The transfer of NGS technologies into the routine diagnostic setting has to address several key issues such as the simplification and multiplexing of sample preparation, as well as the streamlining of bioinformatic analysis. In a diagnostic setting, for example, the comprehensive search for Mendelian mutations in disease genes should ideally comprise the entire gene including promoter regions, 5′- and 3′-UTR, exons as well as introns. Using classic Sanger sequencing, such an effort is often too laborious and expensive for routine clinical diagnostics. The combination of long-range PCR with NGS now offers the possibility to perform such analyses in a time-efficient and economical way. We applied this method for the analysis of the LPPR4 gene (syn. PRG1, MIM *607813) in patients with epilepsy .
As there was only little information in the literature on the advantages and disadvantages of different fragmentation methods, we set out to determine the optimum method for such high-throughput sequence analysis and evaluated the three above mentioned fragmentation methods in a controlled and systematic manner. For that we prepared three separate template libraries for each fragmentation method with three technical replicates, “barcoded” them and sequenced them jointly during the same run on a Roche GS Junior Sequencer (Roche, Branford, CT) using the 454 pyrosequencing technology. Finally, we evaluated sequence coverage, read qualities, as well as error rates of all discovered sequence variants and compared those to the results of Sanger sequencing serving as the “gold standard”.
Results and Discussion
Sequencing and alignment
For each of the three methods we prepared three sequencing libraries according to Roche standard protocols, introduced MIDs and sequenced them in one run on the Roche GS Junior Sequencer. In total, we generated 132,207 reads, which passed the internal GS Junior quality filter, comprising approximately 54,000,000 bp of DNA sequence. In 128,696 (97,5%) of those reads, the introduced MIDs could be rediscovered, comprising 49,052 reads of the nebulization (Neb), 42,403 reads of the sonication (Son) and 37,515 reads of the enzymatic (Enz) fragmentation group. 3,238 (2.5%) of all reads could not be allocated to an MID. The median fragment length was 455 bp (Neb), 451 (Son), and 441 bp (Enz); the mean[±SD] fragment length was 410[±120] (Neb), 407[±121] (Son), 397[±126] (Enz) and the mode of the fragment length was 491 (neb), 496 (Son), and 490 (Enz). We did not find any significant differences between the methods (Figure 1C).
(A) Graphical illustration of the entire workflow. The red arrows depict a measuring and DNA-quantification step. (B) Analysis of fragment lengths by PAGE before (left panel) and after (right panel) removal of small fragments <500 bp with AMPure™ columns. The red boxes depict the desired size range between 600 and 1,000 bp. Neb, nebulization; Son, sonication; Enz, enzymatic fragmentation.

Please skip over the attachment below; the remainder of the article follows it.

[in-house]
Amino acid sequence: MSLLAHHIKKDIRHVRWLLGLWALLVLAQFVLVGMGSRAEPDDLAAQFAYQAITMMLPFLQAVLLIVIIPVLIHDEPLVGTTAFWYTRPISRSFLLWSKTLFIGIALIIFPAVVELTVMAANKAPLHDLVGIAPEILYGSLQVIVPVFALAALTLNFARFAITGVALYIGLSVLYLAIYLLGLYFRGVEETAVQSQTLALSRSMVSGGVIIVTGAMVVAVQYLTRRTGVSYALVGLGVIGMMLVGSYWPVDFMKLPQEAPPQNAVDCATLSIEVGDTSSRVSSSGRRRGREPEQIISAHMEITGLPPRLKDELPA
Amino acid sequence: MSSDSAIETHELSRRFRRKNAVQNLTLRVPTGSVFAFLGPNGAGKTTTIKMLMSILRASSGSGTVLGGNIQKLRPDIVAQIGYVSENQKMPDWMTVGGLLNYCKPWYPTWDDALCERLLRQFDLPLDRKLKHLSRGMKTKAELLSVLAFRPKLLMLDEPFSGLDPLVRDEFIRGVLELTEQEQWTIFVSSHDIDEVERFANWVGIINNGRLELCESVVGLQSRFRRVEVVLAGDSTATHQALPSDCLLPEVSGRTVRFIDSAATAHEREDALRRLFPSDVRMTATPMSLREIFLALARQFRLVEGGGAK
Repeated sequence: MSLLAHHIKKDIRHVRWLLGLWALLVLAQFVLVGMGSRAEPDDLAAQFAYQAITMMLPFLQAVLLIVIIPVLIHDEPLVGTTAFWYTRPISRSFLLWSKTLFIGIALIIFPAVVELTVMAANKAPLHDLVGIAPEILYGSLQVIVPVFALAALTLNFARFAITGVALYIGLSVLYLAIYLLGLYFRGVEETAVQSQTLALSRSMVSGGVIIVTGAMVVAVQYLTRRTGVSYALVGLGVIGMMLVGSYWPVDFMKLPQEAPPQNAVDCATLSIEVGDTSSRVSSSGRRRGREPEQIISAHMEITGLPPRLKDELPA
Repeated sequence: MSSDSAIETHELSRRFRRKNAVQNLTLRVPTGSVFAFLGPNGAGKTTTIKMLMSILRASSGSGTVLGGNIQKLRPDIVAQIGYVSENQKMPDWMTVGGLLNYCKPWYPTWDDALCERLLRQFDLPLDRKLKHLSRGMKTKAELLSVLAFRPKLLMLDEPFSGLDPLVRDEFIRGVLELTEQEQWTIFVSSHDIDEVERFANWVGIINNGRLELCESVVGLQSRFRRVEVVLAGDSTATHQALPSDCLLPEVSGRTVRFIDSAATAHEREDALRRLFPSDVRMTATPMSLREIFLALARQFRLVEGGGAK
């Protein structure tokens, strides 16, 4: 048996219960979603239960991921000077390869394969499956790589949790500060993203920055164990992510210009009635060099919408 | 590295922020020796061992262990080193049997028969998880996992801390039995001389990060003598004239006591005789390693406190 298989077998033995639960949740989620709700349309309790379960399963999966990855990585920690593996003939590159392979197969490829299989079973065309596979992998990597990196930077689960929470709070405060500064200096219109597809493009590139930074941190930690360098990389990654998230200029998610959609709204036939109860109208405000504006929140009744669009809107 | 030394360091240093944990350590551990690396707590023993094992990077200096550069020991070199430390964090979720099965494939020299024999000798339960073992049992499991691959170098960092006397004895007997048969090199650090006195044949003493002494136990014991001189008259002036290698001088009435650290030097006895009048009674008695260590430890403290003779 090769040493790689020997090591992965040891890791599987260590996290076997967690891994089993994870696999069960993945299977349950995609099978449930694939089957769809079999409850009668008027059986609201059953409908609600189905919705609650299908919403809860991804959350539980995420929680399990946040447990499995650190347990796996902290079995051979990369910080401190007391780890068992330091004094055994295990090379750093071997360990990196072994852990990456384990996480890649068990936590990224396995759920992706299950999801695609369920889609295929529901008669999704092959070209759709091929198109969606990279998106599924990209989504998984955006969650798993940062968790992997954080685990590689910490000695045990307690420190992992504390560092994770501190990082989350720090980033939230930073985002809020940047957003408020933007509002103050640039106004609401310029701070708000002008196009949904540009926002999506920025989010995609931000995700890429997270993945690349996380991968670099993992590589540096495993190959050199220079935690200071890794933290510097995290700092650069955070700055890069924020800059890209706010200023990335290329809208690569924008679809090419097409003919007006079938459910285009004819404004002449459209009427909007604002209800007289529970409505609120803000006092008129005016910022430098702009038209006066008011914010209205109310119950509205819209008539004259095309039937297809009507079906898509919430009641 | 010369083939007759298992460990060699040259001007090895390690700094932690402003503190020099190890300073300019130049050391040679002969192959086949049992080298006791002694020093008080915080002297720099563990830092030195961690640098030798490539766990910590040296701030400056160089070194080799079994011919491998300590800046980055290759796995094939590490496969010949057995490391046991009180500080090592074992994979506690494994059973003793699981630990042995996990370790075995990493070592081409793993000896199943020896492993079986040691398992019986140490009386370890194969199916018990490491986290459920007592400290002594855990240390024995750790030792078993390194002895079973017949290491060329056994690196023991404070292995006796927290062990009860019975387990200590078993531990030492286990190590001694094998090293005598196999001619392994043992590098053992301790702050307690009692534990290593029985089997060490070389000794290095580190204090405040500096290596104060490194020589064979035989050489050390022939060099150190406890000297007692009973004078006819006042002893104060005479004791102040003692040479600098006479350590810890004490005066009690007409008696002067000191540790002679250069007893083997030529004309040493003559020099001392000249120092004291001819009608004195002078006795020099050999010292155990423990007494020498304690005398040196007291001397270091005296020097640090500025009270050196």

Complete coverage of the target region was achieved with all three fragmentation methods (Figure 2A). Among the experimental groups we found nearly the same percentage of reads that could not be aligned to the reference sequence. The number of aligned sequence reads for each individual experiment, however, varied more inside the three technical replicates than between the different experimental groups (Figure 2C). Such variance is likely to be caused by minor inconsistencies during fluoroscopic measurement and pipetting of the minute DNA quantities before final pooling for emulsion PCR, finally leading to the unequal representation of nine individual libraries in the final sequence readout.
(A) Sequence coverage over the entire genomic region of the LPPR4 gene. The colors separate the results with respect to the fragmentation method. The gray bars above the graph depict the location and length PCR fragments [in kbp] and the red squares highlight the seven coding exons of the ENST00000370185 transcript. It becomes clear that the sequence coverage drops considerably for all three fragmentation methods if the PCR fragment size is below 3,000 bp. (B) Comparison of the sequence qualities scores (PHRED) at the 3′-ends of the sequences that have been generated using the three fragmentation methods. The bars depict the mean and standard deviation for three replicates of each fragmentation method, averaged over stretches of 5 base pairs. No significant difference was found between the three fragmentation methods. (C) Number of the sequence reads for different read lengths (averaged over stretches of 50 base pairs). The error bars depict the standard deviation of three replicates for each fragmentation method. This shows the variation between technical replicates to be larger than between the averages of the three fragmentation methods. No significant difference was found between the three methods.